Nickelodeon’s Dora the Explorer, an educational animated series for children that ran from 2000 to 2006, shouldn’t work as a live-action Hollywood remake. Weirdly, this sprightly, self-aware action-adventure movie does. Director James Robin and co-writer Nicholas Stiller launch with the cartoon’s memorably bouncy theme tune. Within minutes a six year old Dora is breaking the fourth wall and asking the audience if they can say “delicious” (in the original TV show, Dora would teach viewers Spanish words and phrases). Dora’s simian compare Boots is computer-animated and integrated into the film’s ever so slightly surreal live action world without question.
Dora has grown up in the rain forests of Peru home schooled by her parents (a zoologist and an archeologist, played by Eva Longoria and Michael Pena respectively). They are explorers, the film insists not treasure hunters in one of its gentle swipes at colonialism. Now 16 years old, Dora is being sent to the city Los Angeles to attend high school with her cousin Diego (Jeff Wahlberg) while her parents search for Parapata, the lost Incan city of gold. A relentlessly cheery brainiac with a propensity to burst into song, she soon earns the nickname Dorka, turning up to a themed school dance dressed as her the sun. Moner is a magnetic sunny screen presence. Seeing Dora navigate the wilds of high school would’ve been entertaining enough, but a kidnapping places her and her classmates back in the jungle.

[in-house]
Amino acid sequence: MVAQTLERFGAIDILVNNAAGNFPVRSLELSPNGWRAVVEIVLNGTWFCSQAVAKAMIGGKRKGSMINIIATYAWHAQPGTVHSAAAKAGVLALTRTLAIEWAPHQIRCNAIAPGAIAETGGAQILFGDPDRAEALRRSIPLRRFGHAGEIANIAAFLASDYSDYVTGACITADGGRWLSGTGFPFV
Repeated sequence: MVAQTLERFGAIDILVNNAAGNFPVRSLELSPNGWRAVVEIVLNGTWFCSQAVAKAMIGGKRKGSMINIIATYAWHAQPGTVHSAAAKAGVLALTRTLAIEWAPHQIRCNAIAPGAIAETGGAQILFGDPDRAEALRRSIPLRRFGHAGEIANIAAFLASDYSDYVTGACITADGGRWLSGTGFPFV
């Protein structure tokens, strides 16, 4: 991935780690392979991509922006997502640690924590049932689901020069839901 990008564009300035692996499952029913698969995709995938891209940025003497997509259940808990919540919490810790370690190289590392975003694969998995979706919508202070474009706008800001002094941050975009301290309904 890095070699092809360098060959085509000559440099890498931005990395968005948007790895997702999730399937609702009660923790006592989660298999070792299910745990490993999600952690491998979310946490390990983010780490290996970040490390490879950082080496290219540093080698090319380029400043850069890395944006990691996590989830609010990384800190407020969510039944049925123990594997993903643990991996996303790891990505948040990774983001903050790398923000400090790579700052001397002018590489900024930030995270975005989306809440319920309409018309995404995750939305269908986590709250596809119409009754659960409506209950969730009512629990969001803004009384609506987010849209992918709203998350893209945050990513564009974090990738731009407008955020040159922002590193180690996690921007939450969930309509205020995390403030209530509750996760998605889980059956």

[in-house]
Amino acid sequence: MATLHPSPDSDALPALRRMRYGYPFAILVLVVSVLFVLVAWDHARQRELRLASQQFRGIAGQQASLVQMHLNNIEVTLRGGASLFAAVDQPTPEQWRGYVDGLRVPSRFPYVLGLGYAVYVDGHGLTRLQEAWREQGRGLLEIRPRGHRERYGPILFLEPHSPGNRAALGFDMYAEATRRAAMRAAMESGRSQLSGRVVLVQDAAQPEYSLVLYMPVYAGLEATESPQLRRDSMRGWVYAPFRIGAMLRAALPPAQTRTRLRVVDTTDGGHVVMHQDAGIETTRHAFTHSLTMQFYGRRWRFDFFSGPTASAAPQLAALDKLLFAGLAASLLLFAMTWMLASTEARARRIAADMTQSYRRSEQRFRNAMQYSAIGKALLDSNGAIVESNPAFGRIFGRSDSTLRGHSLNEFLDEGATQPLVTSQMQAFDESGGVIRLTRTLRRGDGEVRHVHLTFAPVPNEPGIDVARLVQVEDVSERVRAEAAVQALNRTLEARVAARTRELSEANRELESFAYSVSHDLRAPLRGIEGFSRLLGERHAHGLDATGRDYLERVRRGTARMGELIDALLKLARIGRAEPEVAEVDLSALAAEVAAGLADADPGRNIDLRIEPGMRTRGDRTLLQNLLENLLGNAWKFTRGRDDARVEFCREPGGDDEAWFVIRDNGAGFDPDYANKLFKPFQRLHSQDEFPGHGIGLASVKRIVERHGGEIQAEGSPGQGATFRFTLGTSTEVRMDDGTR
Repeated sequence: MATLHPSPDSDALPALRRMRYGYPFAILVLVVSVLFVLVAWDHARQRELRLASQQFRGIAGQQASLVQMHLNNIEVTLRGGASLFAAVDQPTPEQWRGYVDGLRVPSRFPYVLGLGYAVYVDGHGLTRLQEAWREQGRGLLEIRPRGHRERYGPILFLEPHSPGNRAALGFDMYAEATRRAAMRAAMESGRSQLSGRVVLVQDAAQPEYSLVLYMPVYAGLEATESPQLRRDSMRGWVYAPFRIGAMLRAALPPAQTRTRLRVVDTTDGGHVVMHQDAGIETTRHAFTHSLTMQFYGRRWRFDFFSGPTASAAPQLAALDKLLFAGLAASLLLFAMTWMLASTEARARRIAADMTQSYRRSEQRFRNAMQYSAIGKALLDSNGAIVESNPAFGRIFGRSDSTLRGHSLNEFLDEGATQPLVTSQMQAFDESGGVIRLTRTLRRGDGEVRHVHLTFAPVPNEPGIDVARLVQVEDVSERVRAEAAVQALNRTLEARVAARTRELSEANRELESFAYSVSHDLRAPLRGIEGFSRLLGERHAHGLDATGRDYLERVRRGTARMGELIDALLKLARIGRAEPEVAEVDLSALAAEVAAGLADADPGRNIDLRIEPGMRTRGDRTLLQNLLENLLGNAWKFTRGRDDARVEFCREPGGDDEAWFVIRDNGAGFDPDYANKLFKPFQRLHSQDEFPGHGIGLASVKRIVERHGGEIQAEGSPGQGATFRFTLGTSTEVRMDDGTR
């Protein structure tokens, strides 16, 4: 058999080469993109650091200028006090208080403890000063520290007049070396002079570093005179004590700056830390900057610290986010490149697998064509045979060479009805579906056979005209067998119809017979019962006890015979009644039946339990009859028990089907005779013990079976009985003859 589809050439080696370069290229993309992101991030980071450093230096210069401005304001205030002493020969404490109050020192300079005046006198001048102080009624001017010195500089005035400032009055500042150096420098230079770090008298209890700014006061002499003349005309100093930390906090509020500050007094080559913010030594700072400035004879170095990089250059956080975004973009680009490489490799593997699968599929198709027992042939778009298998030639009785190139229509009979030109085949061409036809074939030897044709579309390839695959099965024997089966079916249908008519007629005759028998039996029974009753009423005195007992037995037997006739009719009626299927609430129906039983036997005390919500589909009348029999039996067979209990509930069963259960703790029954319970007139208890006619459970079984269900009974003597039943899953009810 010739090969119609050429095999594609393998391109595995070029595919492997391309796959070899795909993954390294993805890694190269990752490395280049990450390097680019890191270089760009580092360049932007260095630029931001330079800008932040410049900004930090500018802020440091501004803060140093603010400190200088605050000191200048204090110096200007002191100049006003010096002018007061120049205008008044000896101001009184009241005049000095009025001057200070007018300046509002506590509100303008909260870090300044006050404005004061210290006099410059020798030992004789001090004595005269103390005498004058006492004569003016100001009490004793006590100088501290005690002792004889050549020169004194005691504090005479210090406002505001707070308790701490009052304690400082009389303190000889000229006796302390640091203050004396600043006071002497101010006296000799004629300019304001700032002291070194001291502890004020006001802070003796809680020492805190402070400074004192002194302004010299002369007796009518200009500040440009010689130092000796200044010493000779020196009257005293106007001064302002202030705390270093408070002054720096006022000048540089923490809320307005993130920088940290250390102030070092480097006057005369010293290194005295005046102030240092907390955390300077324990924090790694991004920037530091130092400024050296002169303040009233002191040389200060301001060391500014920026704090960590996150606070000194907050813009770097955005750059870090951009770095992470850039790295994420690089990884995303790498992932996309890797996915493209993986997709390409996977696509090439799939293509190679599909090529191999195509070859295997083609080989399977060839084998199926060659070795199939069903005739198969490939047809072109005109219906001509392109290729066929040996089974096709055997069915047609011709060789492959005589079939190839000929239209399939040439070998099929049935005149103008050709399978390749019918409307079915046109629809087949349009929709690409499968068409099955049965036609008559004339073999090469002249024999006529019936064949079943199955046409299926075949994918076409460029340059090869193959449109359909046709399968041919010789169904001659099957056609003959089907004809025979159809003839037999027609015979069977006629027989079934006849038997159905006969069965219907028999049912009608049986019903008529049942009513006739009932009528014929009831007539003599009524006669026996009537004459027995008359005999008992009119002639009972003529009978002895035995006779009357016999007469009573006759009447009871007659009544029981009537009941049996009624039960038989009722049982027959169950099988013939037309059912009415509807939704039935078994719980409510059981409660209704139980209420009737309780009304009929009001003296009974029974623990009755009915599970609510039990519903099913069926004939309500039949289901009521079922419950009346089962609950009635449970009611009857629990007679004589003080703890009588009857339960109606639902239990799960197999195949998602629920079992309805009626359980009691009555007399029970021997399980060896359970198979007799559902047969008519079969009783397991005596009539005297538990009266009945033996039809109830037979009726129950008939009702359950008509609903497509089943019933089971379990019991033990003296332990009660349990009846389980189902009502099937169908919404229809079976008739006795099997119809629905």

In this section of the film there are jungle run style mazes and puzzles a farting bog of quicksand and a song about poo. A field of giant pink flowers precedes a triply, animated interlude. Berenice deli Toto voices a masked trickster fox. The result is goofily charming and a rare age appropriate children’s film in which the adults are silly and the kids, especially the girls, are smart.